In a recent open letter (opens in new tab), Access Now and its peers argue that Cellebrite has long been aware of the potential for abuse, yet knowingly continued to sell its products into repressive regimes, in the likes of Saudi Arabia and Myanmar (something ex-Cellebrite employees have corroborated (opens in new tab)). Until it has “taken sufficient measures to comply with human rights”, the firm should not be allowed to go public, the activists say.
Late last year, Cellebrite made an enemy of messaging (opens in new tab) company Signal. The firm had recently announced support (opens in new tab) for Signal file types and also released a report (opens in new tab) suggesting it had cracked the platform’s famous encryption, but this was later debunked and referred to as “embarrassing” (opens in new tab).
A few months on, Signal CEO Moxie Marlinspike released a report of his own (opens in new tab), in which he demonstrated vulnerabilities in Cellebrite hardware. In the same post, he claimed the company “exists within the grey - where enterprise branding joins together with the larcenous to be called ‘digital intelligence’”.
He also joked he was “willing to responsibly disclose the specific vulnerabilities we know about to Cellebrite if they do the same for all the vulnerabilities they use in their physical extraction and other services to their respective vendors, now and in future.”
Asked about the ethics around holding onto vulnerabilities that could potentially be abused in the wild by malicious third parties, Gambill gave us an indirect response. He described the company’s relationship with device vendors, such as Apple, as one of “coopetition”, an amalgam of cooperation and competition.
“Apple is a key partner of ours in many ways. Certainly, we all respect the right of people to ensure their phones have the right types of security and encryption from the standpoint of privacy,” he said.
“At the same time, we have an obligation to provide technology and tools that aid in investigations. The means by which we do that is part of our secret sauce.”
Gambill explained he does not recognize a contradiction between the company’s attitude towards privacy and its approach to vulnerability disclosure, partly because it has legal grounds for its behavior and partly because the ends justify the means.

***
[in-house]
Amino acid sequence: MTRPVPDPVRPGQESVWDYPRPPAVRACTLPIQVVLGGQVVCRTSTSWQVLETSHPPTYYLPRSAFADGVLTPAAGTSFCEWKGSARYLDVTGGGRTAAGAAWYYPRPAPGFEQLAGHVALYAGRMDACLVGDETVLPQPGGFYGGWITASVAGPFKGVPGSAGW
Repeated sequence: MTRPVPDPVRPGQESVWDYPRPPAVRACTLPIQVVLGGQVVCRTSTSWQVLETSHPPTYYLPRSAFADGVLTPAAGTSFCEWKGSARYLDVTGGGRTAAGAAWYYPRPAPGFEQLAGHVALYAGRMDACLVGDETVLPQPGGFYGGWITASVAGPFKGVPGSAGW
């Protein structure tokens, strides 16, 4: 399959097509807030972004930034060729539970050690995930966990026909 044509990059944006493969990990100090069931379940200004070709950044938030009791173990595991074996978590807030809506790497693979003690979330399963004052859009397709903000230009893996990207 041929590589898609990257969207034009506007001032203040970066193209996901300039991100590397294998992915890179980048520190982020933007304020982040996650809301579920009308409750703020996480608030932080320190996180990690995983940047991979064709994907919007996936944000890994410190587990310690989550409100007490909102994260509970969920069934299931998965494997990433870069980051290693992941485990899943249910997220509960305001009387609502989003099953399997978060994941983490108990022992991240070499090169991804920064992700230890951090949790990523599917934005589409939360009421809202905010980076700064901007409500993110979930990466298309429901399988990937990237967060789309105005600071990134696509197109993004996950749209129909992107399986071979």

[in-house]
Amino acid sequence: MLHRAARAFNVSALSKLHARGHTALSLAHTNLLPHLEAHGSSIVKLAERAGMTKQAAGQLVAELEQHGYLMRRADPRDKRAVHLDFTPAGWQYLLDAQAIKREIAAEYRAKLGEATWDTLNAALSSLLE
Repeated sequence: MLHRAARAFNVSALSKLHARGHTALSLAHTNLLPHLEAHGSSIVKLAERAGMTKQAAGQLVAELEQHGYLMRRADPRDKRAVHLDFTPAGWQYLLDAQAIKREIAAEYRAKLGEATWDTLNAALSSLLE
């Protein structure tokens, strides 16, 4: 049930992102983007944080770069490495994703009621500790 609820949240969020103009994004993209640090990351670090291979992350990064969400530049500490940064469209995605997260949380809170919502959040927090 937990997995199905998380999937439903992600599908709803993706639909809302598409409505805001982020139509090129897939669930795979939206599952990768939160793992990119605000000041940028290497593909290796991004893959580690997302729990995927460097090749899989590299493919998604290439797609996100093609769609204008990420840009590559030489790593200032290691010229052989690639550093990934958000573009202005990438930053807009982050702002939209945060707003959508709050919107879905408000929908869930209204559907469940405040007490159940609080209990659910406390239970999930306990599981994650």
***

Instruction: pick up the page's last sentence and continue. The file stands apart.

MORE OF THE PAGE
“What we do is provide technology that you can only use with a legal warrant and to me that does not suggest operating in any grey areas - it’s pretty cut-and-dry,” he told us. “A lot of it is about educating the marketplace further about what exactly our technology does and the positive outcomes that come about as a result.”
And yet, ahead of its Nasdaq listing, Cellebrite is working to establish a standalone committee designed to ensure it always operates within the law and in the most ethical manner possible. This panel will be made up of people with no previous association with the company, says Gambill, but the full purview of the new board is still being ironed out.
Depending on perspective, the move could be celebrated as a laudable effort to nip issues in the bud before they occur, or instead regarded as evidence the company is aware there are immediate ethical problems to be solved.
Ultimately, whether something is legal and ethical are two separate questions, one objective and the other subjective. Although Cellebrite may well operate within the bounds of the law, whether it operates within the bounds of morality will continue to provide fuel for debate.
Ironically, as noted (opens in new tab) by Stanford researcher Riana Pfefferkorn, the company’s ability to break into devices might actually have a net positive effect on privacy. She says the firm acts as a kind of “safety valve”, relieving pressure on smartphone manufacturers to create backdoors into their devices, which many would consider an unmitigated disaster.
Whether this “uneasy equilibrium” stands the test of time, though, will likely depend on Cellebrite finding a way to make itself more palatable to an increasingly vocal and privacy-conscious technology community.
Update: August 02
Cellebrite has since been in touch to clarify the company's own definition of digital intelligence: the act of "making digital data accessible and actionable in legally sanctioned investigations".
- We've built a list of the best VPN (opens in new tab) services around